This is not a financially-wise time to make a large purchase in general, because there are a lot of expenditures that come along with divorce, such as your attorney’s fees, court costs, change in tax status, and more. But even more so, making a large purchase during your divorce (like a car, boat, or even paying for an extravagant vacation) may negatively impact the financial outcome of your divorce later.

You likely won’t have a leg to stand on if you attempt to argue that the alimony or child support payments you’re being asked to make are more than you can afford if you’re out dropping cash on material items. If marital assets were used to make the purchase, your consequences might be much more severe, such as a financial restraining order. It’s in your best interests to hold off on making any large purchases until your divorce is completely finalized.

Do: Keep Track Of Expenses

It’s likely that you’re transitioning to a single-income by getting divorced; your living expenses may also be shifting, and it’s a good idea to keep track of your new financial reality. This includes composing a comprehensive list of your income, assets, debts, and expenses. Being prepared to share these in court shows you are dedicated to financial transparency, which should bode well for you. It also prepares you for moving forward into your post-divorce financial future.

Don’t: Use Joint Accounts For Personal Expenses

In addition to not making any large purchases during your divorce, you should also refrain from using joint bank accounts or credit cards for personal expenses once proceedings begin. Overspending your joint funds or racking up debt in both you and your spouse’s name can complicate asset division and lead to disputes. It’s possible that this could be viewed by the court as dissipating the marital assets, which again, could lead to a financial restraining order or other penalties.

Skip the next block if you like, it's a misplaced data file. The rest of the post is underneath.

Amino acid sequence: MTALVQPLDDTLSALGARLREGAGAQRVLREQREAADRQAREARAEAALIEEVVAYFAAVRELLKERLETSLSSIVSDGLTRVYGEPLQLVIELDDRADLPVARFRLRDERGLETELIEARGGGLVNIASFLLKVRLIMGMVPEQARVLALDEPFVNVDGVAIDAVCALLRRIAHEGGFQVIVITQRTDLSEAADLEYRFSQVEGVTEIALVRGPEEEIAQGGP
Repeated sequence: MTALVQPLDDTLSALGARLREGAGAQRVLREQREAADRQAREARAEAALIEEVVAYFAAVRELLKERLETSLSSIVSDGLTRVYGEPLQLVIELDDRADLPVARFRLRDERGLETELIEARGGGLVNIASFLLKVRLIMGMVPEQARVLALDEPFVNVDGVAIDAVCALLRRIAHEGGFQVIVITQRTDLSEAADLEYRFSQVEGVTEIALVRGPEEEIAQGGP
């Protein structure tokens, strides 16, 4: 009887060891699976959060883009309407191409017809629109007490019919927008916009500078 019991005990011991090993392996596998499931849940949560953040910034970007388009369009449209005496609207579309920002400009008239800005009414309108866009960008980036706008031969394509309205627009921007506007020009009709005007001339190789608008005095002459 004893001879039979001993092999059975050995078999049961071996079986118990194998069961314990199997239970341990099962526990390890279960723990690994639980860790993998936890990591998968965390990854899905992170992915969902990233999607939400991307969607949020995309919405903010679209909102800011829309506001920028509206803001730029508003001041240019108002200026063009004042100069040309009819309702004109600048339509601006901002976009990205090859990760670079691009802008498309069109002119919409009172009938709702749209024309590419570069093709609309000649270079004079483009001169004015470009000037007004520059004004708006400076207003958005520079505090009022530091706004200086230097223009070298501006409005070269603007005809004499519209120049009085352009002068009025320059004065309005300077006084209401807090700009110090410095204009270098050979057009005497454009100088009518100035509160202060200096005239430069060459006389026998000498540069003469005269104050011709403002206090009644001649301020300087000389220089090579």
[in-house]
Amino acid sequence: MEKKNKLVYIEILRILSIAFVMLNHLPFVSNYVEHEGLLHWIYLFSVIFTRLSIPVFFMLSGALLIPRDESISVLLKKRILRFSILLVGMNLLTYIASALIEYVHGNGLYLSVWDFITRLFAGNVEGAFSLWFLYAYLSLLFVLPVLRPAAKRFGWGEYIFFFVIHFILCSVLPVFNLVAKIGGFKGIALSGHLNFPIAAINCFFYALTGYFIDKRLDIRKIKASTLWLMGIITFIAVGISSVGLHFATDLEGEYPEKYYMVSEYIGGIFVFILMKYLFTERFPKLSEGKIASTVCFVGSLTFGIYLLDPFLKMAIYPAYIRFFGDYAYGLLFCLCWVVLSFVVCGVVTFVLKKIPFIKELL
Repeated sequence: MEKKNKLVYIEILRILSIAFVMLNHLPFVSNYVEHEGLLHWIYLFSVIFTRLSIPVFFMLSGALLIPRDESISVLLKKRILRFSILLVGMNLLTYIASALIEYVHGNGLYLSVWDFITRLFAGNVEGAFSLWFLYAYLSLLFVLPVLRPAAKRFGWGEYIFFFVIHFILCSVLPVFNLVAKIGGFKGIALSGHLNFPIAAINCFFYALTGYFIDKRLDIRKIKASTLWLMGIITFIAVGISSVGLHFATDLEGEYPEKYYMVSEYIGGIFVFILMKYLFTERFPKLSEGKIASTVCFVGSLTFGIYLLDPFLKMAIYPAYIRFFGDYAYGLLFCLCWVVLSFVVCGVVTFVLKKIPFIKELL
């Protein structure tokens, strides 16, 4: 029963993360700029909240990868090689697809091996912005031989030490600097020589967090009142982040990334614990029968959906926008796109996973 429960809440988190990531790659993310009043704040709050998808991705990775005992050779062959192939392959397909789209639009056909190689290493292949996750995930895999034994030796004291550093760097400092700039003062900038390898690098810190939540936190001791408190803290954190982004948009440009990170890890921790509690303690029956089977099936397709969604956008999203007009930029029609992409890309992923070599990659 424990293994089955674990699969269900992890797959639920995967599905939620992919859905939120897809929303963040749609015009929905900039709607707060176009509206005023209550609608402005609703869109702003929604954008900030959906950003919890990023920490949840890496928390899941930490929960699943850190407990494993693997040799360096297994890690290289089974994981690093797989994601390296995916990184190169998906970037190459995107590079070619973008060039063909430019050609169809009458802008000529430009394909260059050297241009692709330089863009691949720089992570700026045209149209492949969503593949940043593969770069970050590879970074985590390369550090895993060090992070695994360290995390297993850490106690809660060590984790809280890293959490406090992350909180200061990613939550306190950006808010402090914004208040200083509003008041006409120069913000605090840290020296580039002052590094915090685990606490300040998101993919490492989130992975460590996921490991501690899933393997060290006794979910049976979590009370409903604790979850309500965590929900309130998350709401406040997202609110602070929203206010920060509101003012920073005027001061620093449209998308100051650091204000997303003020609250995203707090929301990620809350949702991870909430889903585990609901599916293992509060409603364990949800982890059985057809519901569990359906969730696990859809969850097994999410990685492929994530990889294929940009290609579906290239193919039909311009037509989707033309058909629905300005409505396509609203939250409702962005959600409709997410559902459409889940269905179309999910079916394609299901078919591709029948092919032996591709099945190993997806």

Do: Update Estate Plans And Beneficiaries

In most cases, divorcing couples want to remove their spouse from their estate plan, as well as being named as beneficiary on financial entities or accounts like life insurance policies, retirement accounts, annuities, investment accounts, and the like. This requires you to gather those documents, like your will, trust, power of attorney, and others that name your soon-to-be-ex as the individual who should inherit your assets and make legal decisions on your behalf.

In some cases, it’s easier to simply revoke the former documents and create all new ones, but it’s best to consult a skilled estate planning attorney who can help you navigate the best course of action. It’s important to remember that beneficiary designations supersede what your will says, so don’t neglect to attend to those as soon as you are able.

Don’t: Ignore Your Divorce Attorney’s Advice. Don’t Have One Yet? Contact The Men’s Divorce Law Firm Today!

Men are more liable to have the odds stacked against them when it comes to the financial outcome of their divorce. Outdated gender stereotypes might play a role in their case, leaving them forced to pay unfair amounts in alimony or child support, or get an inequitable division of the assets. Our legal team is dedicated to fighting for men and against gender bias in the family court system, and we’ve been doing just that for twenty years. Call today to book your consultation with a member of our team and learn how we can give you an advantage!